Tuesday, April 10, 2012

Overpopulation and Underpopulation

There's a disturbing phenomenon around the world — underpopulation.  Oh, the usual teeming masses are doing fine, provided that they don't get their cultural ducks in a row.  The rule in the Third World is to have fierce population growth all the time.  Large families all over the place.  Now, large families don't mean population growth historically.  In pre-modern times, it was necessary to have several children if you wanted a couple of them to reach reproductive age themselves.  As we in the civilized world, so to speak, learned about sanitation and medicine and healthy practices in general, we gradually started having smaller families, because most of the kids would have kids themselves, and our population wouldn't grow too fast.  But this happened gradually, over centuries, and so we gradually came to think of small families as the norm.  But all these modern life-preserving techniques were exported rather suddenly to the Third World over decades instead of centuries, so the large-family custom led to population explosions all over the place, and there's very little evidence that it's stopping anytime soon.  But back in the First World — Europe and places colonized by Europeans, as well as East Asia — We've overdone the small family custom, and the only "White" country that doesn't have a population that's actually shrinking, I understand, is Albania.  Albanians are Europeans racially, but culturally, they're part of the Muslim world.

And I've known for some time that this is also a problem in Japan, and blogged about it recently HERE. Also, my understanding about China is that they deliberately slowed their population growth with a "one child" policy, but I assume they plan to resume normal replacement reproduction at the proper time, if they haven't already.  But I've often wondered if Korea, South Korea in particular, is sharing the underpopulation problem with Japan, as they seem to do in many other areas.  Well, it turns out that such is indeed the case.  They're having a weird thing with mail-order brides there.  Not enough Korean women for Koreans to marry. And these mail-order brides are largely from the Third World, with predictable consequences.  Evo and Proud blogs about the Korean immigration problem HERE.


  1. "We've overdone the small family custom, and the only "White" country that doesn't have a population that's actually shrinking, I understand, is Albania. Albanians are Europeans racially, but culturally, they're part of the Muslim world."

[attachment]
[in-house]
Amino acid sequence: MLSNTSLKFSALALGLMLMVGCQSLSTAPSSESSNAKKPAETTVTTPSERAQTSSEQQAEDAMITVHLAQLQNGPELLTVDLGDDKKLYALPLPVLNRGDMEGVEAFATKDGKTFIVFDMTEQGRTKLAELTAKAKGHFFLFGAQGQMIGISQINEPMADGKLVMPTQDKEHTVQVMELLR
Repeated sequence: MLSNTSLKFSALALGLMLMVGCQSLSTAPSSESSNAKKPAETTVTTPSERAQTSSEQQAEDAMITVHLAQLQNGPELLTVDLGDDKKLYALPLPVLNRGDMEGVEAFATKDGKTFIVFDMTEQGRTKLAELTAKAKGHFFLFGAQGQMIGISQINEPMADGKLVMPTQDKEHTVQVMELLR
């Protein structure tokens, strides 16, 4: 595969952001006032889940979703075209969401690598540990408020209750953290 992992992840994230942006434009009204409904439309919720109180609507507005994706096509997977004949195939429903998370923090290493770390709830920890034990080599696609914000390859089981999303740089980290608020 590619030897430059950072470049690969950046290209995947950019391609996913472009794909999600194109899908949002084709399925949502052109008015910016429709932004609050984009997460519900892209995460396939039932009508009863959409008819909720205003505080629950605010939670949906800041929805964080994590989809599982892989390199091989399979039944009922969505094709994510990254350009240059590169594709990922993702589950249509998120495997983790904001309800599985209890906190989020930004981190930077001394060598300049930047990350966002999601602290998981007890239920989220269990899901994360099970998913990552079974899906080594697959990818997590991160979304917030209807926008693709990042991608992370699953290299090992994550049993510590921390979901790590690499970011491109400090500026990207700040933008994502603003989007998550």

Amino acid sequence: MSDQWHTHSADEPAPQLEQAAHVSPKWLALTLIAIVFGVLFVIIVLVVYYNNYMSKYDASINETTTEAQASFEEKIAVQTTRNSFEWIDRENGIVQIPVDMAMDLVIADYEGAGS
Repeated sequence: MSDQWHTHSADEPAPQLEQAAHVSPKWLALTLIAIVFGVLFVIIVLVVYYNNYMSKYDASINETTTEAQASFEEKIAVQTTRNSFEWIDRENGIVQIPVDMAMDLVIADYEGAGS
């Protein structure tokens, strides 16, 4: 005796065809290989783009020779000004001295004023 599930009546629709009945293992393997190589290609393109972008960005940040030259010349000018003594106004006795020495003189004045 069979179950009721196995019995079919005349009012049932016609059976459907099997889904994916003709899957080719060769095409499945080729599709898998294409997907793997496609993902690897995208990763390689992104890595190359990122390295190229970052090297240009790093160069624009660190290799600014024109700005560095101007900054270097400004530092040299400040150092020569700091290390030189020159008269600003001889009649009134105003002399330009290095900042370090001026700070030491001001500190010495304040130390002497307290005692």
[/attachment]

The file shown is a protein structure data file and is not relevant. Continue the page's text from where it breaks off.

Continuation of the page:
You're understanding is wrong indeed. Albania is way below countries like Ireland -- or better yet, Iceland, which actually has a fertility rate above replacement:
    http://en.wikipedia.org/wiki/Demographics_of_albania (1.48 children born/woman)
    http://en.wikipedia.org/wiki/Demographics_of_iceland (2.14 children born: 1 woman)
    http://en.wikipedia.org/wiki/Demographics_of_Ireland (2.02 children born/woman)

    Seriously, dude, this shit is not hard to look up. You should fact check before posting a blog article, or else somebody like me might do it for you.

    Developed nations with the highest fertility rates are the ones that have the highest rates of female participation in the work force, i.e., the least socially conservative ones. The Nordic states, the Anglo Countries, France, and the Benelux states are below replacement, but certainly higher than that of Eastern Europe, Southern Europe or East Asia. The obvious objection is that this is due to third world immigration, but Iceland, Finland, Ireland, Scotland, etc do not have especially high rates of non-western immigration. Also, I have a county-by-county map that I can post when I get to the computer where I have it stored. The highest fertility counties are not London, Paris, Oslo, etc, but counties with significantly lower non-western populations.

    1. Sounds interesting. I don't remember where I heard that about Albania. Looking forward to your map.

    2. Here you go: http://i.imgur.com/dzYtd.png

      You might have been thinking of Kosovo. It looks like you might have been thinking of Kosovo, which has a fertility rate of 2.4, which is the highest in Europe and the only region in either Eastern or Southern Europe that's above 2.0.

      Other dark green areas on the map include Western Norway and Finland, both of which are considered the "Bible Belt" of each country. Those areas are more conservative than other regions of the same country in the sense of being more religious, but less conservative than Eastern and Southern Europe (plus Germany), in that their host nations encourage mothers to continue their participation in the workplace even to the point of actively subsidizing it with extended mandatory maternity AND paternity leave. Other notable dark green areas include all of Ireland and Iceland, rural England, northern Scotland, and lots of regions in France that are neither Paris or Marseille (e.g., not Muslim areas).

    3. You know, I was wondering about that myself — that I was remembering what had been written about Kosovo rather than Albania. And it looks like I was. This is a big subject that deserves a lot of thought. Thanks.

  2. Now THAT'S funny. Can't wait to see the map of 'counties'.

    Btw, I suspect that the population imbalance has something to do with the discernment of children vs. 'kids'. That itself would make for a nice sized article.

    1. As you can see from the map, I really did mean "counties" and not "countries". Provinces, counties, whatever they might be called in each country.